West Africa Faces Worst Hunger Crisis In Decade Amid Aid Cuts
A total of 11 humanitarian organisations have raised the alarm over the hunger crisis across West Africa warning that an additional 11 million people could be forced into hunger in the next three month.
A total of 27 million people across West Africa are going hungry in the sub-region which is currently facing its worst food crisis in a decade.
This number could rise to 38 million this June – a new historic level and already an increase by more than a third over last year- unless urgent action is taken, 11 humanitarian organisations said in a statement on Tuesday, April 5.
The alert was in response to new analyses of the March 2022 Cadre Harmonisé (CH), ahead of the virtual conference on the food and nutrition crisis in the Sahel and Lake Chad organized by the European Union and the Sahel and West Africa Club.
“Between 2015 and 2022, the number of people in need of emergency food assistance nearly quadrupled, from 7 to 27 million. This number could rise to 38 million this June, unless urgent action is taken,” the organisations said.
“Over the past decade, far from abating, food crises have been increasing across the West African region, including in Burkina Faso, Niger, Chad, Mali, and Nigeria.”
According to Assalama Dawalack Sidi, Oxfam’s regional director for West and Central Africa, cereal production in some parts of the Sahel has dropped by about a third compared to 2021 as family food supplies are running out.
The situation is compounded by the impacts of drought, floods, conflict, and COVID-19 fallouts, forcing millions of people off their land and pushing them to the brink.
On his part, Philippe Adapoe, Save the Children’s director for West and Central Africa, said the situation is forcing hundreds of thousands of people to move to different communities and to live with host families who are already living in difficult conditions themselves.
“There is not enough food, let alone food that is nutritious enough for children. We must help them urgently because their health, their future and even their lives are at risk,” Adapoe.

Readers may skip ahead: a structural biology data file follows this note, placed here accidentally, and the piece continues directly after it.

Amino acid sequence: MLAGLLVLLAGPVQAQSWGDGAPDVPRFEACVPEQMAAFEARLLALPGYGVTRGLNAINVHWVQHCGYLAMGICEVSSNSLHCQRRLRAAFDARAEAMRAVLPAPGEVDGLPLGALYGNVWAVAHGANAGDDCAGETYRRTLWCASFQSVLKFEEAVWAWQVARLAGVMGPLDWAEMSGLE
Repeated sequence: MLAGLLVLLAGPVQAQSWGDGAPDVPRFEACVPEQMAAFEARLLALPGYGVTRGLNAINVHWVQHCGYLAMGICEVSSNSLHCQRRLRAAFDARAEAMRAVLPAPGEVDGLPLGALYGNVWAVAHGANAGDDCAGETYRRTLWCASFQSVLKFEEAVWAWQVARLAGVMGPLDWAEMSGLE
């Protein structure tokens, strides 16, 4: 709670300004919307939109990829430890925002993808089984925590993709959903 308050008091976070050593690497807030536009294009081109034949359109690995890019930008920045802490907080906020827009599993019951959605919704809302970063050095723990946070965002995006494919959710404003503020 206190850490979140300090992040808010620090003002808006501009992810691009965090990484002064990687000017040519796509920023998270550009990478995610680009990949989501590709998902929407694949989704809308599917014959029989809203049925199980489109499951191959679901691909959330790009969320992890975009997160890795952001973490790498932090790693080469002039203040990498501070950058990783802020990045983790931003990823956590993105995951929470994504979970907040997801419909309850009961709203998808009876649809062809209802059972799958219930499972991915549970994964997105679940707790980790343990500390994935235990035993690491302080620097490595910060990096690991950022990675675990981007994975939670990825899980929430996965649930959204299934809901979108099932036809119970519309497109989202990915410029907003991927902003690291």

In Abuja, Nigeria’s Capital, the pangs of hunger are sobering, especially for children in downtown communities. In Lugbe, one of such communities, 13-year-old Fatima, looked sullen, unsure of how to approach people for help. It was almost sunset on the first day of Ramadan, Muslim holy month, a time to share food together with the less privileged. What is traditionally a jovial celebration of the start of the Muslim holy month around a hearty meal was muted and dispirited for Fatima’s family that had to contend with no food.
“It’s time to break my fast and we don’t have anything to eat,” said Fatima when approached by a HumAngle reporter. Her mother was away on a hunt for food; her father, a herder, was also nowhere to be found.
Fatima explained how her father’s business had suffered losses due to lack of sufficient rain to help grazing easy for his herds of cattle and the country’s economic meltdown with rising food prices exacerbated the situation.
“Even before Ramadan, we hardly had enough to eat at home,” said Fatima, who added that the recent fuel shortage in the capital city had caused her mother to abandon her pepper-grinding business for a low-paying job as a cleaner.
At 4, Aisha, Fatima’s sister, looked a little smaller than some toddlers, with her emaciated body frame, an evident sign of stunted growth.
The United Nations estimated that 6.3 million children aged 6-59 months will be acutely malnourished this year – including more than 1.4 million children in the severe acute malnutrition phase – compared to 4.9 million acutely malnourished children in 2021.
In Burkina Faso, Safiatou, quoted by aid organisations, said fleeing violence in her village came with starvation and hardship for herself and her child, adding that feeding was never easy.
“I had almost no milk left so I gave my baby other food. He often refused to take it and lost weight. In addition he had diarrhea, which worsened his condition,” said Safiatou.
In addition to conflict and insecurity, pockets of drought and poor rainfall distribution have reduced communities’ food sources, especially in the Central Sahel. To make up for the gap, many families are selling their assets, jeopardising their productive capacity and the future of their children.
Young girls may be forced into early marriage and other forms of gender-based violence may increase as food becomes scarcer.
With the ongoing war in Ukraine, the Food and Agriculture Organisation (FAO) predicted that food prices will rise to 20 per cent worldwide despite the ravaging conflict, insecurity, and droughts that have reduced farming and productivity in their community.
The war in Ukraine has also been spotlighted as one of the causes of hunger as international aid to Africa has witnessed a drop in distribution of humanitarian aid.
“Many donors have indicated that they may make cuts in their funding in Africa,” the statement revealed.
Mamadou Diop, regional representative of Action Against Hunger, said the Sahel crisis is one of the worst humanitarian crises in the globe and, at the same time, one of the least funded.
“We fear that by redirecting humanitarian budgets to the Ukrainian crisis, we risk dangerously aggravating one crisis to respond to another,” Diop said.
The humanitarian organisations urged governments and donors not to repeat the failures of 2021, when only 48 percent of the humanitarian response plan in West Africa was funded.
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